A “no bull” attitude to underquoting….. here’s what you need to know

Everyone knows that the property market has changed in the last 12 months and is now well away from the heights of 2015/16.  It was something that we all knew would happen, because those prices just weren’t sustainable. Throw in a Royal Commission into the banking sector and changes to overseas investment, well, the bubble just had to burst at some point.

Whilst property prices were on a fast upswing in 2015, the Office of Fair Trading looked into the practice of Agents underquoting.  In fact, what was really happening at that time was that most Agents were quoting fairly realistic price guides, but with the money on tap from banks, buyers were simply overpaying and properties were selling sometimes hundreds of thousands of dollars over their estimated guides to everyone’s surprise.  In any case, underquoting reforms were passed and came into effect on January 1, 2016 (so they are not new).

Now that the market has fallen and buyers are harder to find due to finance restrictions, some Agents have adopted true underquoting practices, where they deliberately quote much lower than the Vendors expectations, in order to “get people in”.  As opposed to the natural competition between buyers that we saw in 2015/16, Agents are now trying to create the competition, and one way to do it is to underquote the price, and that’s just bull!

Unfortunately underquoting can have a very negative effect on the market in many ways:

  1. The price the Vendor truly wants may not be reached, as the Buyer has been told to expect to pay much less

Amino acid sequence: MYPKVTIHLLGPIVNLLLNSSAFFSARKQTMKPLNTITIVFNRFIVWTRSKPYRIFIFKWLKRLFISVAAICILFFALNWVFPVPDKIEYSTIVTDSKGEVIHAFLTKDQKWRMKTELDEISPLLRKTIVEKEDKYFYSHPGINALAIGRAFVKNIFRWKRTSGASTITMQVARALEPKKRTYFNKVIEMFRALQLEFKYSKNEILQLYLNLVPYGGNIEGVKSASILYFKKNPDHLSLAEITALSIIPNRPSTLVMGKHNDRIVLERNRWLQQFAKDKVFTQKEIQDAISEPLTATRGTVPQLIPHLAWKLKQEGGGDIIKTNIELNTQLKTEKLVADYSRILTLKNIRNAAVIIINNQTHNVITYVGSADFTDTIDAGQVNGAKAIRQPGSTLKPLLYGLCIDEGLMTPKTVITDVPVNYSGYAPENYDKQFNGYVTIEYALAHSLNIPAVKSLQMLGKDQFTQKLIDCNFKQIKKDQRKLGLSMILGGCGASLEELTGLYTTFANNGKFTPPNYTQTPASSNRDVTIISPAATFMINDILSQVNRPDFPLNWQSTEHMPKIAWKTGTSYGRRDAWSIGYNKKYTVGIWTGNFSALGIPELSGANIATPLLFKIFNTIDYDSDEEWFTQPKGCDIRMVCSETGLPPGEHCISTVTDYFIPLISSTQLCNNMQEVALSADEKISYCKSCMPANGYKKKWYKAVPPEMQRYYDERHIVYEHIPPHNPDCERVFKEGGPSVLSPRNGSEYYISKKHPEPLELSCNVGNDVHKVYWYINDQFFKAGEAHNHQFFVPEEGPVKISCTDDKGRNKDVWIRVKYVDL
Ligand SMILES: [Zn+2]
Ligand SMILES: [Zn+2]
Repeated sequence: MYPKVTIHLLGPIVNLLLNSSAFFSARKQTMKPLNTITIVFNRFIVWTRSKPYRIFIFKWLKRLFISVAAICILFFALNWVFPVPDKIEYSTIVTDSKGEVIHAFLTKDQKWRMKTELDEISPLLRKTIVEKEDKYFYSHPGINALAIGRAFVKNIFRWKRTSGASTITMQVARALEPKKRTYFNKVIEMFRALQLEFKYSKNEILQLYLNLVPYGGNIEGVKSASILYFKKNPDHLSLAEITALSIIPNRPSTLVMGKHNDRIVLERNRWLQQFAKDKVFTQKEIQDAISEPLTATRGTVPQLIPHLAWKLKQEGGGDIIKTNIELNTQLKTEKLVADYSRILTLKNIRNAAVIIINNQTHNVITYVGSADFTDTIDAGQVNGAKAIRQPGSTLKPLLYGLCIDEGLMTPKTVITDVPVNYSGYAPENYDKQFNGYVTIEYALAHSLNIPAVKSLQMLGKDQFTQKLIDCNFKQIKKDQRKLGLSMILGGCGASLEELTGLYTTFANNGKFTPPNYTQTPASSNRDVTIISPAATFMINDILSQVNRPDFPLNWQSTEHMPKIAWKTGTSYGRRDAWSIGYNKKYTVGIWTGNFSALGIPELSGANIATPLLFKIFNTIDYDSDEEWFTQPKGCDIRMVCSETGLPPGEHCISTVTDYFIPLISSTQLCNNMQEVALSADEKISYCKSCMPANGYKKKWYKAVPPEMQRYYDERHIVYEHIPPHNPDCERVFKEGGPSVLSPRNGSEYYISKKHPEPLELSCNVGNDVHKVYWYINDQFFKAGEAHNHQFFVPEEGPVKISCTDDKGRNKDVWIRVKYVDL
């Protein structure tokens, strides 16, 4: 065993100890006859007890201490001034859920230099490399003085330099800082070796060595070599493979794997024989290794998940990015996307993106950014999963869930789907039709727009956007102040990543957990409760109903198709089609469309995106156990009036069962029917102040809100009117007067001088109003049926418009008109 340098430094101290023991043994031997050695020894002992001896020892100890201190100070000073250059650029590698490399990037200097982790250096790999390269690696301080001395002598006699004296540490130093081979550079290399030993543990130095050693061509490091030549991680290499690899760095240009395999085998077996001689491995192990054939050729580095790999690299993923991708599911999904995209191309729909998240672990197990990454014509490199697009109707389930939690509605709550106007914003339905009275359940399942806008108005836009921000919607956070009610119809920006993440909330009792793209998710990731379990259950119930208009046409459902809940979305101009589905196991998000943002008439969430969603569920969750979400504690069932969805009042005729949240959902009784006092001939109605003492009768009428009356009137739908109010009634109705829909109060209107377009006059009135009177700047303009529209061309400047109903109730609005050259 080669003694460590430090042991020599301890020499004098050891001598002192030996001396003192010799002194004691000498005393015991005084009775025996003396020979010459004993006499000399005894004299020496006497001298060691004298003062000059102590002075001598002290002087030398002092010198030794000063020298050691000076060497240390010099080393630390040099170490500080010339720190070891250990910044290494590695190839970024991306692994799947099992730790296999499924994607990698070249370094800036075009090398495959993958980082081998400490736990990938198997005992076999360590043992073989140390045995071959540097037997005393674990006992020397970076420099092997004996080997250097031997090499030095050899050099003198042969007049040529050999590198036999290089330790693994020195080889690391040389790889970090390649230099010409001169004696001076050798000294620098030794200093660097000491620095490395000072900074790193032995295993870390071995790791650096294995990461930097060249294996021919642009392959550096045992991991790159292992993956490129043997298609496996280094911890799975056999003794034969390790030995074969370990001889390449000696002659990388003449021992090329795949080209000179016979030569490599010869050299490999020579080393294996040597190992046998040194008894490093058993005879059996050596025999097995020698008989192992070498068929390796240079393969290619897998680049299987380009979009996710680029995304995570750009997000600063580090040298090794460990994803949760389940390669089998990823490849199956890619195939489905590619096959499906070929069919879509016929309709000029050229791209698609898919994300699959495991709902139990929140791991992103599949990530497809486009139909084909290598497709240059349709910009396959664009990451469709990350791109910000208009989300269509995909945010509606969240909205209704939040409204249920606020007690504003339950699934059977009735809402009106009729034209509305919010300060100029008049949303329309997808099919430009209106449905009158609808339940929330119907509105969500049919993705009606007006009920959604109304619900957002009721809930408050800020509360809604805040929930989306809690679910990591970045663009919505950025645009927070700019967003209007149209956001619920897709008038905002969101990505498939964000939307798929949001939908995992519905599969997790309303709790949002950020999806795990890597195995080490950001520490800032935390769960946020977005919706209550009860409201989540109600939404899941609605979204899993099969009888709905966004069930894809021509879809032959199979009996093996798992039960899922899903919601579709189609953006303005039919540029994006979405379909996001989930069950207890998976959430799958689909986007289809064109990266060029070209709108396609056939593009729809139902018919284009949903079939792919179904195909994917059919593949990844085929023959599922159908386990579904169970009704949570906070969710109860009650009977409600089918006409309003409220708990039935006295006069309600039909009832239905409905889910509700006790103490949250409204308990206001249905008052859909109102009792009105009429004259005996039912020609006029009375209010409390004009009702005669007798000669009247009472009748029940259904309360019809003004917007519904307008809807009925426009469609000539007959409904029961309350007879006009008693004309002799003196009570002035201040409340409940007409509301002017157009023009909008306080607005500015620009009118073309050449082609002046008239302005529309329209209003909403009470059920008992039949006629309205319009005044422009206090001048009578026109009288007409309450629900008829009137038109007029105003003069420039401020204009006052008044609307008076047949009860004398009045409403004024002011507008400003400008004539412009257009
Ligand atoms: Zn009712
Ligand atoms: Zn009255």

2. Underquoting can affect other sellers in the market, because buyers will assume an Agent is underquoting even if they are quoting accurately
  3. Underquoting leads to mistrust from both buyers and sellers in real estate agents and the sales process
  4. Underquoting has a negative effect on the market and drags prices down

If you are buying and feel that an Agent is underquoting there are things you can do:

  1. Ask to see the Agency Agreement that the Agent has signed with the Vendor
  2. Ask the Agent to provide you with a list of recent comparable sales
  3. Contact the Office of Fair Trading  (complaints), you can lodge a complaint easily online

If you are a Seller, you need to:

  1. Agree on a price that you are willing to accept with your Agent and be aware that your Agent must quote that price, or a price range (the range must be not greater than 10%) 
  2. You need to be aware of the laws, and if you feel your Agent wants to implement an underquoting strategy, choose a different Agent!
  3. Be prepared for your property to take longer to sell if needed. If your Agent quotes accurately, at least you will know if the market will meet your expectations or if you need to adjust, or hold out longer to achieve the price you want

For more information on underquoting in NSW, check out the links here for Agents, Sellers and Buyers: